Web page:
By Nayaswami Narayan
June 11, 2019
Have you ever waved to a stranger and received a warm smile of acknowledgement and a wave back in return? It feels good, doesn’t it? What is it about waving that makes us feel a sense of brotherhood? I think we all know deep down that brotherhood (and I mean gender-neutral brotherhood/sisterhood/humanhood) is the only way to solve the world’s problems. Could world brotherhood start by raising our hand in greeting to strangers?
I remember the first time I met Swami Kriyananda. After a retreat weekend he led in Rhode Island, a group went to the airport with him to send him off. After Swamiji went through the security checkpoint, he looked back at us from about fifty yards away. He raised his right arm very high in the air and was almost on his tippy toes. He waved goodbye with great vigor, enthusiasm, and joy! His contagious inspiration enveloped me and I returned the favor and waved back energetically. This simple encounter made a deep impression on me. Until that moment, I never knew there was so much divine power through such a simple gesture.
But it wasn’t the wave. It was the way in which Swami did it. He was saying “YES!” to life through his body language. And he reminded me through his infectious positivity we are ever united through a field of divine joy. Swamiji’s goodbye wave filled me his spirit of friendship and goodwill. It was personal and yet at the same time had an air of what Paramhansa Yogananda called “distant closeness”.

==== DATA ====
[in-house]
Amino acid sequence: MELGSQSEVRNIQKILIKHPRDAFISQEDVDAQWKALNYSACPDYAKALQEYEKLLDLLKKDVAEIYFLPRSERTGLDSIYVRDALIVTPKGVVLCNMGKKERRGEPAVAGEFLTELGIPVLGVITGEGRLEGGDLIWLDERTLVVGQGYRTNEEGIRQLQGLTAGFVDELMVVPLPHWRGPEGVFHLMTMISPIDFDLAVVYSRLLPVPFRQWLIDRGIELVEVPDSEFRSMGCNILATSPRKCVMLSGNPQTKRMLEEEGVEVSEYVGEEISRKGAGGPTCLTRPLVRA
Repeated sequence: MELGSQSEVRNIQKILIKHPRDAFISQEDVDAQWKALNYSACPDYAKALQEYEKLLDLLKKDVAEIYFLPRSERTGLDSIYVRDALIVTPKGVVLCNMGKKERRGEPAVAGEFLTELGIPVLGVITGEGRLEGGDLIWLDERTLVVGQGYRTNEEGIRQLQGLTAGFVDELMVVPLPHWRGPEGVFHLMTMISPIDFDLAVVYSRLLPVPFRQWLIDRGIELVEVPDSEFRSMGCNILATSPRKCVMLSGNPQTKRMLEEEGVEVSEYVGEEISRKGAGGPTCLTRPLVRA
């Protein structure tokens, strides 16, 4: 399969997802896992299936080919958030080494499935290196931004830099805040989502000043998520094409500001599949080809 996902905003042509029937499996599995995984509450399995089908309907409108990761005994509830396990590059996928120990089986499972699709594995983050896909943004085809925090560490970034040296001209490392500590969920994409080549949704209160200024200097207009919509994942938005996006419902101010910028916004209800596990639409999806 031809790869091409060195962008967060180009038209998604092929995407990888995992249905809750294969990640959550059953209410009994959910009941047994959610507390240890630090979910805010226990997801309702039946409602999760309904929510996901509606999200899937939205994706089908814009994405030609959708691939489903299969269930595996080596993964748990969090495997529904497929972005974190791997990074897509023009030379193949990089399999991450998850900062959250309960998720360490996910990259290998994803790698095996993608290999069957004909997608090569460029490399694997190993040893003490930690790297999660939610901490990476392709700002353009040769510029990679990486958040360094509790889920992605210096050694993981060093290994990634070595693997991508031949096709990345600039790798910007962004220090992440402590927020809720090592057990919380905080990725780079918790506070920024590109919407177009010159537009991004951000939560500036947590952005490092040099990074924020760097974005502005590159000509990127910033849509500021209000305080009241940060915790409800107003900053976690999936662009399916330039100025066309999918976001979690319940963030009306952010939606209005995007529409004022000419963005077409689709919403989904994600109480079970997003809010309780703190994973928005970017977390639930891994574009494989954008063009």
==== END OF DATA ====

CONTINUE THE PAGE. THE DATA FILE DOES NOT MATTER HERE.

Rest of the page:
Saints can heal our delusions in many ways: through a gesture, a look of the eyes, a silent radiation of their soul. I’m reminded of a story about Padre Pio. Prince Karl Klugkist, an exiled Russian aristocrat who lived in Florence and made a living as a painter had heard of this “friar saint.” He felt compelled to meet Padre Pio. During his confession with Padre Pio, Klugkist relates, “Slowly, in guttural tones, he (Padre Pio) recited a rhythmic prayer, a mystical formula, in an Oriental language unknown to me. I remember the words which recurred continually: ‘Adai nanda’ and ‘nanda.’” Having uttered this strange invocation, Padre Pio “raised his eyes, his face shone, and with a solemn gesture he gave an absolution.”
Similar to an absolution, many Indian Gods are pictured with their right hand up in blessing. This hand held up in blessing is a reminder of God’s eternal love and compassion. Swami Kriyananda wrote a beautiful song about one of Jesus Christ’s first miracles and how he “raised his hand in blessing” turning water into wine. The song is titled “His Mission Begins”:
To show that his care was for men everywhere,
Jesus started his mission at a wedding nearby.
When wine there was spent, to the servants he sent,
And requested them the jars with water to fill.
Then many jars full of water
Were brought before him with care.
He held his hand up in blessing,
And the water turned to wine!
The hands are associated with the heart center of divine love. So when we wave to people let’s remember it is a great opportunity to share God’s divine energy. If it is automatic and habitual, waving is devoid of meaning. Or it can be a true “HI!”, that is to say a “harmony initiator” in our hearts and in the hearts of mankind everywhere.
A Divine Hi and Goodbye to you!